Jimmy McKay

Jimmy McKay

Jimmy McKay may not be a household name. But if you’re into physical therapy, one of the fastest-growing fields in America, and into podcasts, another fast-growing phenomenon, you will likely soon hear about McKay and about Wingate University.

The radio disc-jockey turned physical therapist who founded PT Pintcast will come to Wingate late next month. He will interview four faculty members in the University’s Doctor of Physical Therapy program during a Batte Center presentation. Then, he’ll continue the conversation with students afterward in a less formal setting.

Dr. Rebecca Bliss, an assistant DPT professor, expects the event to benefit Wingate’s up-and-coming program in a variety of ways.

“One, it will highlight the program to anybody listening,” she said. “Typically, those who listen to the podcast are PTs and PT students, but it could also reach those who are looking at PT schools. It could also open doors for collaboration across the nation.”

In addition to Bliss, McKay will feature professors Stephen Morris and Diane Wrisley and assistant professor Tyler Shultz. He is likely to ask about their areas of interest, which alone will create a broad base for discussion.

Morris, whose 20-year PT career has included extensive research on exercise and cancer treatment, serves as president of the Oncology Section of the American Physical Therapy Association. Wrisley, a board-certified neurological physical therapy specialist, is an expert in balance and fall prevention. Shultz, who joined the faculty last summer, has given presentations on management of patients following lumbar surgery and on low-back-pain classification systems. And Bliss, who is certified in advanced vestibular rehabilitation, is an authority on concussion management.

A woman with brown hair and glasses stands next to a man in a restaurant.

Dr. Rebecca Bliss, an assistant professor in Wingate University’s DPT program, is shown with PT Pintcast founder Jimmy McKay during a 2015 student conclave. McKay interviewed Bliss for a podcast about concussions. He will talk with her and other DPT faculty during an upcoming live podcast from Wingate.

Bliss also has the distinction of being a PT Pintcast veteran. After speaking at the 2015 National Student Conclave of the American Physical Therapy Association, Bliss was approached by McKay for a follow-up conversation about why and how physical therapists should be involved in the management of a concussion injury.

The next year she was featured again on the podcast. She gave a review of sorts of the Will Smith movie “Concussion.” “I gave the medical perspective and talked about what the research shows, rather than giving the Hollywood perspective,” Bliss explains.

She says that whatever topics come up on McKay’s show, listed on multiple websites as among the nation’s top five PT podcasts, they could lead to collaborative research opportunities as practitioners across the nation respond and connect with Wingate faculty.

Global reach

According to a podcast-tracking service, PT Pintcast gets approximately 50,000 downloads per month. Its social media accounts have more than 7,000 followers, with a daily reach of 24,000 physical therapists. The PT Pintcast website reports that the podcast has been heard in all 50 states and in 127 countries.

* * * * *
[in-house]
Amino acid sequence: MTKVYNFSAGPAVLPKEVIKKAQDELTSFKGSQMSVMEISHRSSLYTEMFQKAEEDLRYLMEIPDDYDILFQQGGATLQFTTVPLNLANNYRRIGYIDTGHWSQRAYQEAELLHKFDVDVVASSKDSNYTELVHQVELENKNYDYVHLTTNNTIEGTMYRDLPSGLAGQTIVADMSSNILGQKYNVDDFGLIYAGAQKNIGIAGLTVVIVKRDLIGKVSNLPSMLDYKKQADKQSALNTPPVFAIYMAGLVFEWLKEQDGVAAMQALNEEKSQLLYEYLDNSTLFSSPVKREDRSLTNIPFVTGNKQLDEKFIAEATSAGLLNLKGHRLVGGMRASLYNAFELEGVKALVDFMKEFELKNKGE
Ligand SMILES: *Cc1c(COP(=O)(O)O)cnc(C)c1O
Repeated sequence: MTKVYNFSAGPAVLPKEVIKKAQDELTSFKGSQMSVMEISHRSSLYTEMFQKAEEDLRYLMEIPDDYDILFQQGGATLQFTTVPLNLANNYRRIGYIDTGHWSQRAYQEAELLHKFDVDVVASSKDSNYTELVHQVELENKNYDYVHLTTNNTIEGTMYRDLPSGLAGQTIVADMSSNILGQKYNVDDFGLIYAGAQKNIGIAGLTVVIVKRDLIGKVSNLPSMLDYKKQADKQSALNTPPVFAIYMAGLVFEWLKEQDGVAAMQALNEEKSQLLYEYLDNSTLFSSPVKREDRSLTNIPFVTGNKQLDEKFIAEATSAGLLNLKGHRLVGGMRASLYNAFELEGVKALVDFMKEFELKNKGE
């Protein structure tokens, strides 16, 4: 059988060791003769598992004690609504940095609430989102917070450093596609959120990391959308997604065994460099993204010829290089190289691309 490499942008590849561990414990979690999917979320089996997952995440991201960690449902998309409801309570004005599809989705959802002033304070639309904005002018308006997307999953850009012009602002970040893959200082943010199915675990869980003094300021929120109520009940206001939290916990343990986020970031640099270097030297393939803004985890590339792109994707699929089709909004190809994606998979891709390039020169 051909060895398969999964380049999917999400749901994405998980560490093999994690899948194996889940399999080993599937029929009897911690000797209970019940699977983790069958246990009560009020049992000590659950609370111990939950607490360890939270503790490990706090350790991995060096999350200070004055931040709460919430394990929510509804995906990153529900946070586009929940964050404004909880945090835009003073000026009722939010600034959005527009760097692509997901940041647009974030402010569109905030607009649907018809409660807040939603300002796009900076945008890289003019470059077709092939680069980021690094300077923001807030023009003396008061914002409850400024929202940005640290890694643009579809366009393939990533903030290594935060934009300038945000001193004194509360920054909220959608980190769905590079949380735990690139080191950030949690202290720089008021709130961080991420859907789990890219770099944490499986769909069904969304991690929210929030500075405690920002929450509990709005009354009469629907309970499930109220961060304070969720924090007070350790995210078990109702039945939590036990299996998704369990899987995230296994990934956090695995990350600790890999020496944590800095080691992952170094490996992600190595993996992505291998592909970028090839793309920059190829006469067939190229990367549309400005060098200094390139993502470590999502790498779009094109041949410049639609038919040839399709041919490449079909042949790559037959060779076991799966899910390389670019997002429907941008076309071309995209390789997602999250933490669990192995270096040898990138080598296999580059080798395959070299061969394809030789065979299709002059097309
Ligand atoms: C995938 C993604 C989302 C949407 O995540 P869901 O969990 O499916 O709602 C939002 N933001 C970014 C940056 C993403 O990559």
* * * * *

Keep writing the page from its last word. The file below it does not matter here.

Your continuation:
When listeners tune in to the episode that will be recorded at Wingate, DPT professors hope they’ll learn about the program’s commitment to student-centered education, its 43 weeks of training in four types of clinical settings and its state-of-the-art human anatomy lab. They also want a chance to share the range of community-involvement opportunities afforded students.

“Our pediatric dance class, adaptive sports, our work with Community Health Services, our oncology exercise program, our neurologic residency, our work with the health fair …” Bliss rattles off a growing list of ways that DPT students put their knowledge to work outside the classroom.

Shultz adds that the community involvement isn’t limited to students but often includes faculty-sponsored efforts.

“It’s one way we’re able to introduce students to organizations that they can get involved with before they graduate so they get contacts and experience that are valuable for their resumes,” he says.

Bliss expects that McKay will do his best to showcase Wingate’s program. She says he’ll explore specific topics with faculty while reserving time for audience questions.

“He usually encourages students to ask something they have never been able to ask before to make it interesting,” Bliss says. She sees the forum as an opportunity for anyone already involved with physical therapy to learn more and for those even mildly interested in the career to see what it’s about.

“It’s a low-stakes, friendly environment where any prospective student or anyone just interested in the career can get to know faculty and our DPT students,” Bliss adds.

Folks looking for an even more casual atmosphere to talk PT may meet with McKay in a local bar. That way the “pintcast” can live up to its tagline: “Sharing a pint of beer with the best minds in PT.”

The Batte Center program featuring McKay’s interviews with DPT faculty is set for 4 p.m. on Thursday, March 22. At 6 p.m., the conversation will continue at Southern Range in Monroe.

Feb. 28, 2018